Caffè Nero Group Limited applied to register its house brand and style as European Union trade marks. The General Court has now issued a decision about the inherent registrability of the applications. Caffè Nero is a European style coffee house based in London. It was founded around 20 years ago and operates in excess of 700 coffee houses in various countries around the world including the UK, Ireland, Poland, Cyprus, Turkey, the UAE and the USA. The company applied to register marks for a range of beverage and confectionery products and related retail services.
The EUIPO refused the applications on the basis that Italian-speaking consumers would understand the term ‘caffe nero’ to mean ‘black coffee’. The Office, therefore, found that the marks applied for would be perceived as a direct and obvious descriptive reference to the nature of the goods and services of the applications.
Caffè Nero appealed, claiming that the term ‘caffe nero’ has no meaning either in Italian or in Italian coffee culture. Coffee is, in fact, referred to by using a specific name, not by reference to its colour.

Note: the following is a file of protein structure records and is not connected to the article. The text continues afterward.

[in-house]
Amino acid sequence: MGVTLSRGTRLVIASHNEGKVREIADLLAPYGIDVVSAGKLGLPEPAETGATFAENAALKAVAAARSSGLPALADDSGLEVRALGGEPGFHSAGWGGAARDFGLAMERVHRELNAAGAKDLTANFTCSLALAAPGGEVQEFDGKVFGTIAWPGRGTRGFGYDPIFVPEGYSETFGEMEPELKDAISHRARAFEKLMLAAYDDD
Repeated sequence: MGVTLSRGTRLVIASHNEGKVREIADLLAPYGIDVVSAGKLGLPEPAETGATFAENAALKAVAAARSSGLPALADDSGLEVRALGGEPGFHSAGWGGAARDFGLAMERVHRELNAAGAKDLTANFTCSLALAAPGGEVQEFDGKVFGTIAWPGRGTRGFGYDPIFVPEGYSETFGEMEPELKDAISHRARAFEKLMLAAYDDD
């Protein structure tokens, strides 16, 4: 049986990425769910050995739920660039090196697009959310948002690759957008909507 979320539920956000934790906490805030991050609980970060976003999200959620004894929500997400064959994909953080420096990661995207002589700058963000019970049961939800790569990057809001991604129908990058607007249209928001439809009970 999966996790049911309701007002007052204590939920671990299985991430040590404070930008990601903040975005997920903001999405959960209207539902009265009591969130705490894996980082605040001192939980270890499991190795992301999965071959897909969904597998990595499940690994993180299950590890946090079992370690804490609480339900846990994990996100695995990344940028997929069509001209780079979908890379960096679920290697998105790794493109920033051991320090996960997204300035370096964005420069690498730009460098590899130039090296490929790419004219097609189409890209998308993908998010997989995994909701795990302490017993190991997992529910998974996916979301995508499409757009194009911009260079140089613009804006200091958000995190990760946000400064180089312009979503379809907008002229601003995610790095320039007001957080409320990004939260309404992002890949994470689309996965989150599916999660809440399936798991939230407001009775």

The General Court rejected the arguments of Caffè Nero as none of the evidence filed showed that the marks were unusual or might have their own meaning. The Court stated that whilst the term ‘caffe nero’ may not be used by the Italian-speaking consumers or in Italian coffee culture, the consumers would, nevertheless, understand that it refers to a black coffee (without milk or cream). It was not considered relevant that other terms would be more frequently used to describe this beverage in Italian coffee culture.
This case is a further reminder, if one was needed, that if you apply to register a European Union Trade Mark that is prima facie descriptive in one of the languages of the EU, you are likely to receive an objection from the Office. In the absence of evidence of acquired distinctiveness in a substantial part of the European Union including in the country or countries where the language is spoken in which the mark is descriptive, securing an EU-wide registration may be difficult. In these circumstances, it may be advisable to consider alternative trade mark filing strategies.